Isaiah, likewise, prophetically told God’s faithful 700 years before Christ to look for this sign as they awaited the Messiah and all that God had promised Israel and the world: “Behold, the virgin shall conceive and bear a Son, and shall call His name Immanuel” (Is. 7:14).  ‘Immanuel’ means, “God is with us.”  He is with us through His Incarnation, through His abiding presence in His Church, through the Eucharist, the Sacrament of His Holy Body and Blood.  These very words, “God is with us,” are used by St. John to describe the miraculous Incarnation of God: “The Word became flesh and dwelt among us, and we beheld His glory, the glory as of the only begotten of the Father, full of grace and truth” (John 1:14).   

The Sunday before Nativity is then an invitation, the most important invitation of all—one with eternal consequence: to become adopted sons of God, to be grafted into His redeemed race of the ‘new Adam.” It is also a call to renewal of that adoption.  We too can become part of salvation history, part of the spiritualgenealogy of Christ, His progeny by grace.  St. John declares in the Gospel, “as many as have received Him, to them He gave power to become sons of God” (Jn. 1:12-13). As Christ Himself was ‘adopted’ by Joseph so we too become adopted by Christ into His redeemed race.  Through Baptism, we put on Christ (Gal. 3:27) and enter into that redeemed race of Christ God, the new Adam.

We have in promise, then, the gift of grace as we journey to the attainment of our salvation.  We battle with all those passions that would otherwise drive us from this redeemed life with Christ, cause us to be ‘unfit’ for the Kingdom of God, to be in His holy, divine presence.  We pray.  We repent.  We confess our sins. We learn step by step to cooperate with the work of the Holy Spirit in our lives, to become more obedient as Christ is obedient, to become more humble, as Christ is humble, having condescended to become one of His own creation.  In this way, you and I become lovers of the Truth even as we die to self, even as Christ Himself has led the way in His defeat of sin and death by the cross on our behalf made possible by His Incarnation-in-the-flesh.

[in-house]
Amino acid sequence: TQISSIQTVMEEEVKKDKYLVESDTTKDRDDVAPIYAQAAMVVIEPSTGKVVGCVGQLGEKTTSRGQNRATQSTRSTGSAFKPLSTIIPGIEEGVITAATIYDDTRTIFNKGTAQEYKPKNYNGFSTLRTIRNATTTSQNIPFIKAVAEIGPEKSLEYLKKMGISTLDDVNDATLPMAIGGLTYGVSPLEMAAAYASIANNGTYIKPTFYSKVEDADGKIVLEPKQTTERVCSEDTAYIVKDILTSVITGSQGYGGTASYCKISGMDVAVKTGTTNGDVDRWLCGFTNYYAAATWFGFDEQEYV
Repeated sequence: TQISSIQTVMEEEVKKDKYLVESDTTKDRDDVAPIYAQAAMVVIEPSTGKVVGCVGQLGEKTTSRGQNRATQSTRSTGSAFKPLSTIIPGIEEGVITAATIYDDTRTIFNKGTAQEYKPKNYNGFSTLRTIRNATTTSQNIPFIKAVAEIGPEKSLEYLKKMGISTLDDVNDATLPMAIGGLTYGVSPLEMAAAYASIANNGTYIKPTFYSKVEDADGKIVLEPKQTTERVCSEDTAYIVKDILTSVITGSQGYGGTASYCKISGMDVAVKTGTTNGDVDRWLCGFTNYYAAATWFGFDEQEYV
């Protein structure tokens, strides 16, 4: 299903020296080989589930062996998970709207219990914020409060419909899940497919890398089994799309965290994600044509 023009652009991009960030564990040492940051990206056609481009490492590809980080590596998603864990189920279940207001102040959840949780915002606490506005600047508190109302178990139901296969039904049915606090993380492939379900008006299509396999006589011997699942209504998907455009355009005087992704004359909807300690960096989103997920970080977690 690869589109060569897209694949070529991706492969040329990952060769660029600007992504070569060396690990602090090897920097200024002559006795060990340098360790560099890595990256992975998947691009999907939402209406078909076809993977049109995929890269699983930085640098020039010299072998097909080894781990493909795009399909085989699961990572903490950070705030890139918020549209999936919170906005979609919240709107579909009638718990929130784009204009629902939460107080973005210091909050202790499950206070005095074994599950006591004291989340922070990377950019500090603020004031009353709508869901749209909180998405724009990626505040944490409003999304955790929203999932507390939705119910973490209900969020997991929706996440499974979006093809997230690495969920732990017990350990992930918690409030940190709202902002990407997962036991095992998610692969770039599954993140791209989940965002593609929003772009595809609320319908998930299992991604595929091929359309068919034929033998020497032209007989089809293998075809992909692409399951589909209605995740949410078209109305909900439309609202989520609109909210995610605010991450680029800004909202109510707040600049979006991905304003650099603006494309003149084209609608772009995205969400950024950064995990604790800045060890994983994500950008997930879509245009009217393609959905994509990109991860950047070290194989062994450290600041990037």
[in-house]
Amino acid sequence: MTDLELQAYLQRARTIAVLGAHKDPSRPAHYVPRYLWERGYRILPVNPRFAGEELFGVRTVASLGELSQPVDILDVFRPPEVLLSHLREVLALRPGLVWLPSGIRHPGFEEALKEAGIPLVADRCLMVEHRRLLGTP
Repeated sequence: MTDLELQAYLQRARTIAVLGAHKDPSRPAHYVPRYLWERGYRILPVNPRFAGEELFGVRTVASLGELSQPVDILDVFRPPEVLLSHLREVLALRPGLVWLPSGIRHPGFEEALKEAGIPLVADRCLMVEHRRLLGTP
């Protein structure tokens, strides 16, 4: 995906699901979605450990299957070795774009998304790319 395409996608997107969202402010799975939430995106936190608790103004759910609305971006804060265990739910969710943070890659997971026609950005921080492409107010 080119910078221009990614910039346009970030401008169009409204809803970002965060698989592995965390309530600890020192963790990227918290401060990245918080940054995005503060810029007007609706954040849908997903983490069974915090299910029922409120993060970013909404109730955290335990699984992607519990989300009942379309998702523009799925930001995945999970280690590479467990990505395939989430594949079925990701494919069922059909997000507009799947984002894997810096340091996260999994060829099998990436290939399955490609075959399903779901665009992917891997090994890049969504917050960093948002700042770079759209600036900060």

This is the message that the genealogy of Christ directs us to.  In order to attain salvation, each of us learns to live, not for our own will, but for the will of God who became incarnate for our sake.  

Now the Feast of the Incarnation is upon us. We look with great expectation and renewed vigor to Christ, the Author and Finisher of our faith, as His salvific Incarnation draws near.  He who has become incarnate in the flesh for our sake, for our salvation, desires to make us adopted sons and daughters of the Father and co-heirs of His eternal Kingdom.  Will you receive Him as He comes to be born as a little child?  St. Gregory Palamas offers us this challenge: “May we all attain to this, to the gloryof Christ and of His Father without beginning and of the life-giving Spirit, now and forever, and unto unceasing ages.  Amen” (Homily Fifty-Seven on the Sunday of the Fathers).  

Fr. Robert Miclean

Holy Archangels Orthodox Church
Sunday, December 22, 2019
Epistle:            Heb. 11:9-10, 17-23, 32-40            Sunday before Nativity; Forefeast of Nativity
Gospel:            Matt. 1:1-25